top of page

Practice responsible crab fishing this summer

A summer holiday on the Gold Coast is the perfect time to go fishing for mud and sand crabs, prompting a reminder to recreational fishers to practice responsible crabbing. Minister for Agricultural Industry Development and Fisheries Mark Furner said crab pots in the Broadwater’s main navigational channels have recently been a problem for commercial marine operators. “Some crab pots have drifted into the channel with the tides, while others have been intentionally set there and this impedes the safe passage of vessels,” Mr Furner said. “Marine operators have reported accidentally running over crab pot ropes, causing their boat propellers to become fouled. “A good rule of thumb is to use a crab pot rope with a length proportionate to the depth of water where the pot is set to prevent an overlength rope allowing a potting apparatus to enter a boating channel.” Minister Furner said Queensland Boating and Fisheries Patrol officers will continue to monitor the issue and educate fishers about the importance of keeping navigable channels clear. “The proper use of fishing gear is ultimately the responsibility of fishers who need to be aware of Queensland’s crab fishing laws, including restrictions on equipment, size and possession limits,” he said. “I encourage recreational fishers to download the new ‘Qld fishing 2.0’ software app to familiarise themselves with crab fishing rules and regulations.” The legal requirements that apply to recreational crabbing in Queensland include:

  • In tidal waters, no more than four crab pots or dillies, or a combination of both, may be used or possessed on a boat per person at any time.

  • All crabbing equipment needs to be clearly marked with an identification tag showing the user’s surname and address and must have a light-coloured surface float attached when not tied to a fixed object.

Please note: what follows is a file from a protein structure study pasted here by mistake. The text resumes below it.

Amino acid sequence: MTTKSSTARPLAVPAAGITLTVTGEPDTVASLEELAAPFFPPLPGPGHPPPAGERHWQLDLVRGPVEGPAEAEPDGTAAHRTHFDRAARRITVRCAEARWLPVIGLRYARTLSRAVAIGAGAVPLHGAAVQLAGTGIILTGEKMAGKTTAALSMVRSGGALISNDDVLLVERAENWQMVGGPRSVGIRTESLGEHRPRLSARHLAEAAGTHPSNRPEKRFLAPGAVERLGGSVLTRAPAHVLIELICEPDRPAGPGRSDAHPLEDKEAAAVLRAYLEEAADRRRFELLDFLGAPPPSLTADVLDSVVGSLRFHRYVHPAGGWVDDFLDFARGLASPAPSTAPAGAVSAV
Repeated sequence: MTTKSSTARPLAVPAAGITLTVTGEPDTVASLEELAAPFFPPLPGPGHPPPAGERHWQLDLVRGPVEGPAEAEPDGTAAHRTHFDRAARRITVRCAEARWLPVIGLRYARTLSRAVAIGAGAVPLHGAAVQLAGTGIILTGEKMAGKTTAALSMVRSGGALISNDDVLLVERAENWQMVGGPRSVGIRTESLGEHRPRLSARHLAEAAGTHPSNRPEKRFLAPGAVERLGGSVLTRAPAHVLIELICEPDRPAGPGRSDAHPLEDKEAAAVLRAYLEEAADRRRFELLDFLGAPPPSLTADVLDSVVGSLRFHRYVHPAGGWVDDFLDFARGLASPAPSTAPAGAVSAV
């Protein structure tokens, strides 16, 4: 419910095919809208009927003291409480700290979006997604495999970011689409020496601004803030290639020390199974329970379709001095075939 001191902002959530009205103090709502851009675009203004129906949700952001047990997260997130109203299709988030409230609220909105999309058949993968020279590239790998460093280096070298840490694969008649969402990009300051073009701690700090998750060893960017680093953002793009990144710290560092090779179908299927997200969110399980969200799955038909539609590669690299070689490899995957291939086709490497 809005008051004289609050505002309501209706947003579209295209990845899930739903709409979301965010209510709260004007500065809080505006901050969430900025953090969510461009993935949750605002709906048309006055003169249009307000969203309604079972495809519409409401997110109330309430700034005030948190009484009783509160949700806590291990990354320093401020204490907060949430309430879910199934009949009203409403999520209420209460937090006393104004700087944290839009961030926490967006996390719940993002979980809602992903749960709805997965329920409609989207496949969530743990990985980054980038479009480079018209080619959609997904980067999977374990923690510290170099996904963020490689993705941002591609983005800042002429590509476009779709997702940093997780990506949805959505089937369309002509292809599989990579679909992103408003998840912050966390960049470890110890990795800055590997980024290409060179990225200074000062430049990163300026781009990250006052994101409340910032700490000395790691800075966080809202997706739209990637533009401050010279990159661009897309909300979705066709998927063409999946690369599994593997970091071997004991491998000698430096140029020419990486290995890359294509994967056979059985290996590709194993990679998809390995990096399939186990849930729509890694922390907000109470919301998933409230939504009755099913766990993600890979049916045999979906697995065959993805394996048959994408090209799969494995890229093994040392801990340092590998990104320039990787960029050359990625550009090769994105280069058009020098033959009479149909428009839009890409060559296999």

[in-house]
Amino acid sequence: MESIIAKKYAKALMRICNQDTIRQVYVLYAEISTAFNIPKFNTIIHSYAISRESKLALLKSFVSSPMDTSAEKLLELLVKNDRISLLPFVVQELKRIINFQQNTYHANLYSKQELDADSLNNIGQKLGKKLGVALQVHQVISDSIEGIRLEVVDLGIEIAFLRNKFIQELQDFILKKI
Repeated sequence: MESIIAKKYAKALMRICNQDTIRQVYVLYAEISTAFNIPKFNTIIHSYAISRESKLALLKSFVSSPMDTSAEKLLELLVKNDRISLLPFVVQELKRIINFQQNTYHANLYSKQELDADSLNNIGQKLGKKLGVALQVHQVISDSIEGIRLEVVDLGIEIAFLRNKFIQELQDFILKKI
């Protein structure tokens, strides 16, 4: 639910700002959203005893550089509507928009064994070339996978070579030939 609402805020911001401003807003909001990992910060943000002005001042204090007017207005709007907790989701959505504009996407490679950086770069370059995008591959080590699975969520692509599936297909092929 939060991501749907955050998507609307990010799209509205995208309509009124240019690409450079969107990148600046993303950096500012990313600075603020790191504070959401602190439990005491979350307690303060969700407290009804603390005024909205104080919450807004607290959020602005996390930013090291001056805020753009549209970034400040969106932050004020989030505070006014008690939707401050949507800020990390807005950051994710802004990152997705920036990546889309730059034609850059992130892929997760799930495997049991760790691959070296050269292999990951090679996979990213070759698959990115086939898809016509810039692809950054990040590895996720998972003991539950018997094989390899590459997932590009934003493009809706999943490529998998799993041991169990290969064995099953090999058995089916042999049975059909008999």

• The float must not be less than 15 cm in any dimension and also identify the user’s surname.

  • When the pot is tied to a fixed object, a tag that shows the user’s surname must be attached to a part of the rope that is above the high-water mark.

  • Sunken and unmarked pots are illegal.

Recreational crab fishers can avoid crab fishing equipment being lost by following these tips:

  • Check crab pots regularly and remove them from the water when they are not being used.

  • Ensure crab pots are heavy enough with enough rope attached to the float so they are not lost or pulled under water in strong tidal currents.

  • Check gear regularly to avoid it being misplaced during tidal events.

  • Set crab pots below the low tide mark and in a sufficient depth of water at all stages of the tide so that crabs are not exposed to the sun and unwanted or regulated crabs can be released alive. It is an offence if the apparatus contains marine product and is out of the water.

Under Fisheries regulations, penalties for crabbing-related offences can include on-the-spot fines of $266 for taking or possessing one to three undersize crabs, $533 for more than three undersize crabs or a female crab and $1344 for interfering with crabbing apparatus. For detailed information on Queensland fishing rules and regulations, download the ‘Qld Fishing 2.0’ app, visit or call 13 25 23. Follow Fisheries Queensland on Facebook, Instagram and Twitter (@DAFQld).


bottom of page